WASHINGTON, October 30, 2012 —At this point in time, it’s hard to imagine Buzz Osbourne doing anything but playing guitar and conjuring up some vague idea of punk and metal. In a more specific context, it’s impossible to imagine a time when Osbourne won’t be playing in a Melvins-centric band.
With half the current Melvin—Jarred Warren and Coady Willis—now touring as Big Business, Osbourne and longtime drummer Dale Crover took bass player Trevor Dunn (most notably part of avant-garde rock act Mr. Bungle) on the road. This is basically the genesis of Melvins Lite, which eventually resulted in their show at the Black Cat Sunday night. For a band, or rather a portion of a band, that’s pushing nearly 30 years in the biz, it’s a great sight to see them remaining as eccentric and heavy as they’ve always been.
The Melvins officially formed in 1985 in Aberdeen, Washington. Fans of fairly recent history will recall the area as one primary places connected with what eventually became Grunge in the ‘90s. The Melvins have been influential across the board. But they are mainly credited at this point for their influence on and connection with Nirvana, and how they, somewhat unintentionally, helped shaped one of the more popular genres of the ‘90s—one that yet remains a cultural touchstone for post-Boomer generations.
They’ve benefitted from this connection for sure, but not in a way that’s resulted in massive mainstream appeal. Instead, they seem better known as an oddity or a cultural footnote rather than anything more important. Fortunately, this seems to suit the band just fine. Despite being relatively well-recognized, even today, they’ve never been crushed under the pressure of mass stardom, enabling them to outlive so many bands that they have now branched off from their original musical tree.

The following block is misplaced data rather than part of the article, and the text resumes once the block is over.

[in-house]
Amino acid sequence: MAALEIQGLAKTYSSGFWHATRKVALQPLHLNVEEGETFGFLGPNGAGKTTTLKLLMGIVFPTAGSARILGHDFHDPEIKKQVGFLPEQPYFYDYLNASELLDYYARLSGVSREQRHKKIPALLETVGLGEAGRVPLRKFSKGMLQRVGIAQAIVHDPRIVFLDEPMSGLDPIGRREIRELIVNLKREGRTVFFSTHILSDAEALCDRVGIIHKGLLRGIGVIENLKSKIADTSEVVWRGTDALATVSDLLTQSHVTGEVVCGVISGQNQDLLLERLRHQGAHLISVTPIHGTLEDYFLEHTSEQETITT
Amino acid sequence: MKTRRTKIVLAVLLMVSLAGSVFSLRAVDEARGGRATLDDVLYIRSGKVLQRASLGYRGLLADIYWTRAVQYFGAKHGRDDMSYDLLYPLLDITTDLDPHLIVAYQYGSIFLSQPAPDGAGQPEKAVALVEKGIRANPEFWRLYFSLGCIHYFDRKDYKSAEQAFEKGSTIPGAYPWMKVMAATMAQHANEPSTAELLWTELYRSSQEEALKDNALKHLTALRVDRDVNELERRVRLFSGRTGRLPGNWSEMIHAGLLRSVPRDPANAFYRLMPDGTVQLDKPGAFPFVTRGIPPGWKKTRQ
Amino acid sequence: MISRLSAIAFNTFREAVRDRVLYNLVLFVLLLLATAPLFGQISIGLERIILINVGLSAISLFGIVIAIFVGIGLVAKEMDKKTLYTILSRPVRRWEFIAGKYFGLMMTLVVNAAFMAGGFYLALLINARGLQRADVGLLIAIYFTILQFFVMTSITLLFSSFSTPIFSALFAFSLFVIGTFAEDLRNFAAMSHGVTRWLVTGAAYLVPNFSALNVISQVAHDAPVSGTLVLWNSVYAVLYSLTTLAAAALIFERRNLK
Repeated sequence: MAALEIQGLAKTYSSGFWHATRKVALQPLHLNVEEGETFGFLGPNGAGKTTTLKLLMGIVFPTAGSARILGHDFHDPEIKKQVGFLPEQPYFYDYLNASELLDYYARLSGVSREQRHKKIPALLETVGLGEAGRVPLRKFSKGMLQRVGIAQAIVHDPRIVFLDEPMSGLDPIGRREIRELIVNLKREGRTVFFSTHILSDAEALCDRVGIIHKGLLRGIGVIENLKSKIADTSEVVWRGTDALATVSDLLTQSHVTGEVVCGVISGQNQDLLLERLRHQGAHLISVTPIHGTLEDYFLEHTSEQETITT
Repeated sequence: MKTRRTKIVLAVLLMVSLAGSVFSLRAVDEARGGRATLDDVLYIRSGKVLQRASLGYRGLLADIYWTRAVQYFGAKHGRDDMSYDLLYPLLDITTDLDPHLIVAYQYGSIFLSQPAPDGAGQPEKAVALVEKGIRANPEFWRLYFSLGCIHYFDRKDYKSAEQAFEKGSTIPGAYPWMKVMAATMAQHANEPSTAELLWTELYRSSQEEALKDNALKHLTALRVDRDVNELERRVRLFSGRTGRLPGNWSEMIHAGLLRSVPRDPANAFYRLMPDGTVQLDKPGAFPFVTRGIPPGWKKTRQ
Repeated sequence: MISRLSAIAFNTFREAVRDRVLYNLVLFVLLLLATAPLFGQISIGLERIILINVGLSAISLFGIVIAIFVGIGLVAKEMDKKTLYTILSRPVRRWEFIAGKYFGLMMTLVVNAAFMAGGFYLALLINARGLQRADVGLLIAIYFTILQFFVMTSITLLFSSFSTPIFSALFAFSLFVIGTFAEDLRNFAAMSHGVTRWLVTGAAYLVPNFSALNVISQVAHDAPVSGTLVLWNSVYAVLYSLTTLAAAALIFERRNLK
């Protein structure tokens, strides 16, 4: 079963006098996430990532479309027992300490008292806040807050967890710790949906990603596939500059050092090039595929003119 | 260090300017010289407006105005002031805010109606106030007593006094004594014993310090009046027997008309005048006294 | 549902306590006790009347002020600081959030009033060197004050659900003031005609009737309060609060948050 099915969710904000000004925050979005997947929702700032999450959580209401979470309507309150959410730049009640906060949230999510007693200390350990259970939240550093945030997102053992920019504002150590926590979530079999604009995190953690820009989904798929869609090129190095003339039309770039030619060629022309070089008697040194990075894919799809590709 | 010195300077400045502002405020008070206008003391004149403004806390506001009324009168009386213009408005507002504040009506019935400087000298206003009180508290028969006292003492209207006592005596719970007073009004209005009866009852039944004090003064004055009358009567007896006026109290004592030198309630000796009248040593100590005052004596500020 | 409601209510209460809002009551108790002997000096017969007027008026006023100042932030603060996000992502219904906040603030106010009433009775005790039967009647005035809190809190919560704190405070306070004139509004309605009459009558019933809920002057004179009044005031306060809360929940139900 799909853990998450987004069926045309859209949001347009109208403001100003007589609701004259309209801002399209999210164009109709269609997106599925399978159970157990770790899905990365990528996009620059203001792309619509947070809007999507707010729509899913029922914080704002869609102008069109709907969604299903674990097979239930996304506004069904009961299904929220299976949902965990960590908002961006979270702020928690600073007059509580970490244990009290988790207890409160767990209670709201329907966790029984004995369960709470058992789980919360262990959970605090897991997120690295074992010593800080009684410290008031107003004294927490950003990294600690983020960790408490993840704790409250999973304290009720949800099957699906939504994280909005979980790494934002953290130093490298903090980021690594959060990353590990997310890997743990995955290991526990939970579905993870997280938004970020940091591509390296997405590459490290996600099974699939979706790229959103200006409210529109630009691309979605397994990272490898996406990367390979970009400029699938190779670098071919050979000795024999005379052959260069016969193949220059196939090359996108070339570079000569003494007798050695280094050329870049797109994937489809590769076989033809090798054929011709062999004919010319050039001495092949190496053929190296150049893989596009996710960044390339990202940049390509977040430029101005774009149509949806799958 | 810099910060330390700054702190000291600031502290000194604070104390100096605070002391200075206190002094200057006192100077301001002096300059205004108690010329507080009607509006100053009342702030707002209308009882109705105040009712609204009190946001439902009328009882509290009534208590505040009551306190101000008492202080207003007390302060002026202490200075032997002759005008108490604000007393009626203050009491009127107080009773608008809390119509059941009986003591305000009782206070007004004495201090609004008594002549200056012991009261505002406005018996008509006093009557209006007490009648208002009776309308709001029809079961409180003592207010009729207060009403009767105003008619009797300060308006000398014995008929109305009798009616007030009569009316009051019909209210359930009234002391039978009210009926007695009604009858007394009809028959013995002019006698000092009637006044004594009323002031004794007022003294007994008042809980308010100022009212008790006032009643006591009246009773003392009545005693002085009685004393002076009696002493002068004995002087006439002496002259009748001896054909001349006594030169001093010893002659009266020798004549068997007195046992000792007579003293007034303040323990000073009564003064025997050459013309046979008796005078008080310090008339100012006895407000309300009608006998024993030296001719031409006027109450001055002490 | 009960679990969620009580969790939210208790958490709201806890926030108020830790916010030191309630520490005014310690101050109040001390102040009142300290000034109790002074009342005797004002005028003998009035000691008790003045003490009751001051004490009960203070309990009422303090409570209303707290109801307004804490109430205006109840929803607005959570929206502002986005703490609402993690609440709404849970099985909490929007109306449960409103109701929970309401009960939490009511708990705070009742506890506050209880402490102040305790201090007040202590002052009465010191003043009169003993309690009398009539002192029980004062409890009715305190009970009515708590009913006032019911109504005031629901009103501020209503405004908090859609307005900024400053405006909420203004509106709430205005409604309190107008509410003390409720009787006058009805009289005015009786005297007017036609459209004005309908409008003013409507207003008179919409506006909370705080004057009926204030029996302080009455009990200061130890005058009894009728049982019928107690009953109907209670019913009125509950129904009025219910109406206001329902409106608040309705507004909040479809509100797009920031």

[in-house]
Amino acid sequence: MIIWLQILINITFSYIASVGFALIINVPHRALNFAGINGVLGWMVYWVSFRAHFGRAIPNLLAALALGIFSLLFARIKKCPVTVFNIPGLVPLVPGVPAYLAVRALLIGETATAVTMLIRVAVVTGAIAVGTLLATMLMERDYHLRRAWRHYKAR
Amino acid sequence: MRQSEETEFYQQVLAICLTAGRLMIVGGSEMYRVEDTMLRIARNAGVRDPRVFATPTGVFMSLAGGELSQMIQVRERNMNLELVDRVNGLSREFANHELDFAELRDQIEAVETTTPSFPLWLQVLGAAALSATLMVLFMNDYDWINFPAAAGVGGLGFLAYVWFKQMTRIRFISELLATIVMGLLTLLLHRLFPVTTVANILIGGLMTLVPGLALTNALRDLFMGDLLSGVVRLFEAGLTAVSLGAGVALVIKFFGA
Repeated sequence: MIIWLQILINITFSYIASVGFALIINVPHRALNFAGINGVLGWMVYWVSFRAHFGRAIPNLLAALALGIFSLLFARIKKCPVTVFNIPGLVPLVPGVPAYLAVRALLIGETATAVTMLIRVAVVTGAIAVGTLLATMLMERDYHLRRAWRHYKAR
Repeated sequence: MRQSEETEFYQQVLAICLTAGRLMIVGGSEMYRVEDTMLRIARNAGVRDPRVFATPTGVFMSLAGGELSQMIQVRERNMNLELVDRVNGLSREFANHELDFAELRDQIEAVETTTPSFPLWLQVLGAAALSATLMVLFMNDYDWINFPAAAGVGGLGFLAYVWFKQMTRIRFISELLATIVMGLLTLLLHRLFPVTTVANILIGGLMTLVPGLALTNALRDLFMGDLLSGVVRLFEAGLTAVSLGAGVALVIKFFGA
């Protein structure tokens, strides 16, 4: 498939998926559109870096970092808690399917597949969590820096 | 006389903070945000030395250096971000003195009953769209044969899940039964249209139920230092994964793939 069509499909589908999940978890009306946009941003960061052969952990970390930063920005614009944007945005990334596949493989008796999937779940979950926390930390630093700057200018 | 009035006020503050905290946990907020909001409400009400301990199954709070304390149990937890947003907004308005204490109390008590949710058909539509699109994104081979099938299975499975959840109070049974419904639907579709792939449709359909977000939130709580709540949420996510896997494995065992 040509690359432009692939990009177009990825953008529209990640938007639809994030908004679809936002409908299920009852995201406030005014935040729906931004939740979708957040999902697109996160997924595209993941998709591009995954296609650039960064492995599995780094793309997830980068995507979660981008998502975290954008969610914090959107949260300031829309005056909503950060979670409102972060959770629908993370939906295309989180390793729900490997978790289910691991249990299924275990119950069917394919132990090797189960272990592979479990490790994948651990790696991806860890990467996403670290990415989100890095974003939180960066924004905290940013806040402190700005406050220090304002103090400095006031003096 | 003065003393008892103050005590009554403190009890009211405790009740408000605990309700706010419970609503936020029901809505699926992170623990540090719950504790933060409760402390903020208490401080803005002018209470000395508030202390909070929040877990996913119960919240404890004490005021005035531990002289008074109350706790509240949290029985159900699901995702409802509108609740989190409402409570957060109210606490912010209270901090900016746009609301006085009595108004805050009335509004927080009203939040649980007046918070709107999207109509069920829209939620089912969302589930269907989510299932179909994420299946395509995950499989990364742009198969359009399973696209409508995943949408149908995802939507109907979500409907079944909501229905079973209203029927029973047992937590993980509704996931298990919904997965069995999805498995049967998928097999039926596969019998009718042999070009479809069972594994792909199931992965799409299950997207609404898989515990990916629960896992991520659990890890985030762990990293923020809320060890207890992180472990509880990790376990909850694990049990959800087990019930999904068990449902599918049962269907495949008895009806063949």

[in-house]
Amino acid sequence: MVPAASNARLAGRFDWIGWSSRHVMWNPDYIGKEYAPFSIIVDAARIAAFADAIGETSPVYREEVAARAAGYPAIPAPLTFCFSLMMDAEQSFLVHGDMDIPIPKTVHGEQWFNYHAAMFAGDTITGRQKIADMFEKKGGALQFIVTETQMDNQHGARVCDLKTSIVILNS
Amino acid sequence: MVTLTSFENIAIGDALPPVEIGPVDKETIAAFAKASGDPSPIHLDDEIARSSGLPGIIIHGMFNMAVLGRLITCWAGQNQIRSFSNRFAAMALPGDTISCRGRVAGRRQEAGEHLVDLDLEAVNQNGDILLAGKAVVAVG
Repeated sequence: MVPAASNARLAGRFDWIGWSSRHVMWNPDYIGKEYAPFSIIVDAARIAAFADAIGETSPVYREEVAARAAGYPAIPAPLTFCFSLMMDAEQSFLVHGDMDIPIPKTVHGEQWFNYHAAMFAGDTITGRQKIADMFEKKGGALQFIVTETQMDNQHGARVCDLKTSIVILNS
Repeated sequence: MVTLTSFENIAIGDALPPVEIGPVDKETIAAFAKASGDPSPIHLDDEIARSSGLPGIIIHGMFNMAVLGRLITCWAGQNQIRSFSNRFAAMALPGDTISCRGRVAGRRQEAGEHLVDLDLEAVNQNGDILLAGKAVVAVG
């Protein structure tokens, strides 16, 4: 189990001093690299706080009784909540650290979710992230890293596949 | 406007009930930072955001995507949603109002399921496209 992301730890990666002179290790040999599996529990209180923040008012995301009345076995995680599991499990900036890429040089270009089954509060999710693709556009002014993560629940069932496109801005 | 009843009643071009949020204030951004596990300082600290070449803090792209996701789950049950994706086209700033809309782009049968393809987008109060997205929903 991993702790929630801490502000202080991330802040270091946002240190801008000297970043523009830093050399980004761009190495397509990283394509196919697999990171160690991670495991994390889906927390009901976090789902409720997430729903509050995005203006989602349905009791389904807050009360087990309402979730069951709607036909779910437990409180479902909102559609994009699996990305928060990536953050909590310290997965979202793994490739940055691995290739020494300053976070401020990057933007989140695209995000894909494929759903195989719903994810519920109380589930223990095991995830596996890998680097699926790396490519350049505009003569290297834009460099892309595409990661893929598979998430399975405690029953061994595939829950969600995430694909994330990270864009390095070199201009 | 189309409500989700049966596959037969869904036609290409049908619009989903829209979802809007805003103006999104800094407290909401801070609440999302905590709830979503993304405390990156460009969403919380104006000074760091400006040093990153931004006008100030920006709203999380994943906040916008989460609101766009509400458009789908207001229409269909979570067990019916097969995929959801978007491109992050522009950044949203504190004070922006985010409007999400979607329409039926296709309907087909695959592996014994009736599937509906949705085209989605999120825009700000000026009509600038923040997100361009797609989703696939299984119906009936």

Part of the reason why is that Osbourne and Crover have always stayed true to themselves musically. That is to say, they’re constantly out of step with whatever happens to be popular in heavy music at any given time. When they started in the ‘80s, most of their contemporaries were playing faster and faster in what seemed like a heavy metal drag race. But the Melvins instead became one of the original sludge metal bands. As the years have passed, they just got denser – even adding the second drummer – and began making overwhelmingly harder, heavier, and massively drawn out presentations.
That isn’t necessarily the case when they bring out their new Melvins Lite line-up, however. At the heart of Buzz Osbourne aesthetic lies the original punk ideology, at least to a certain extent. Instead of the thick, molasses-like sound they usually perform, this incarnation plays a more stripped-down and at times a speeded up version of original Melvins everyone came to know. Trevor Dunn helps considerably in this musical shift. Playing stand-up bass for the entire show doesn’t really lend itself to the original Melvins’ murky sound. Instead, Dunn’s approach just begs for the pace to be picked up at almost every opportunity.
The important thing to always remember is that the Melvins, whether they’re Lite or otherwise, never quite do what people expect them to do. This doesn’t mean they’ll turn a 180 on audience expectations. It does mean that they add enough quirks to each performance that it keeps the footing for their audience highly unstable.
For instance, opening up their recent set with dissonant noise thrown off by a song lasting for the first five to eight minutes of the show is a totally Melvins thing to do. But it’s the last thing most people expect from any set. This became even more jarring Sunday when they picked up the pace quickly thereafter, in seeming contradiction of their initial sonic set-up.
That’s the Melvins though, and more specifically Buzz Osbourne. The Melvins have always had a reputation of toying with their audience to a certain degree. But in the end, it’s ultimately the kicks and surprises the audience needs to fully embrace and enjoy the Melvins, even when it’s Melvins Lite.
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